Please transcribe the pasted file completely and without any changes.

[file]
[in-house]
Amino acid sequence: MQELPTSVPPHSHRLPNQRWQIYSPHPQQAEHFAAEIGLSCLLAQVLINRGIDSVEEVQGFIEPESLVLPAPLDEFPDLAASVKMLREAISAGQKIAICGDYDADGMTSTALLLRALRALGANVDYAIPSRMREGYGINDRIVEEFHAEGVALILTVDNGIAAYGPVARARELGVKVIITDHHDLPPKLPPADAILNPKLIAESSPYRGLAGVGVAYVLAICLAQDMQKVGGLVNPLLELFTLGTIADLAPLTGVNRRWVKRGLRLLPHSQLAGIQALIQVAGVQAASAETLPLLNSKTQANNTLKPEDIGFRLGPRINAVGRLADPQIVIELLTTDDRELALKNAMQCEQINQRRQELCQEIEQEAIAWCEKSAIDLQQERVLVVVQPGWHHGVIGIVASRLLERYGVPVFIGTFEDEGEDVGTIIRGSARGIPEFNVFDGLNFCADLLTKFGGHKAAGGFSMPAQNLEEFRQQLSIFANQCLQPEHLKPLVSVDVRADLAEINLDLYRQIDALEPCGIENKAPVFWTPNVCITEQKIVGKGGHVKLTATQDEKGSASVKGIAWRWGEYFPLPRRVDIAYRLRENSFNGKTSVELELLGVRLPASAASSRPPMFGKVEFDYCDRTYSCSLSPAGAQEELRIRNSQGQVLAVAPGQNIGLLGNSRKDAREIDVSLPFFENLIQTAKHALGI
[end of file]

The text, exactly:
[in-house]
Amino acid sequence: MQELPTSVPPHSHRLPNQRWQIYSPHPQQAEHFAAEIGLSCLLAQVLINRGIDSVEEVQGFIEPESLVLPAPLDEFPDLAASVKMLREAISAGQKIAICGDYDADGMTSTALLLRALRALGANVDYAIPSRMREGYGINDRIVEEFHAEGVALILTVDNGIAAYGPVARARELGVKVIITDHHDLPPKLPPADAILNPKLIAESSPYRGLAGVGVAYVLAICLAQDMQKVGGLVNPLLELFTLGTIADLAPLTGVNRRWVKRGLRLLPHSQLAGIQALIQVAGVQAASAETLPLLNSKTQANNTLKPEDIGFRLGPRINAVGRLADPQIVIELLTTDDRELALKNAMQCEQINQRRQELCQEIEQEAIAWCEKSAIDLQQERVLVVVQPGWHHGVIGIVASRLLERYGVPVFIGTFEDEGEDVGTIIRGSARGIPEFNVFDGLNFCADLLTKFGGHKAAGGFSMPAQNLEEFRQQLSIFANQCLQPEHLKPLVSVDVRADLAEINLDLYRQIDALEPCGIENKAPVFWTPNVCITEQKIVGKGGHVKLTATQDEKGSASVKGIAWRWGEYFPLPRRVDIAYRLRENSFNGKTSVELELLGVRLPASAASSRPPMFGKVEFDYCDRTYSCSLSPAGAQEELRIRNSQGQVLAVAPGQNIGLLGNSRKDAREIDVSLPFFENLIQTAKHALGI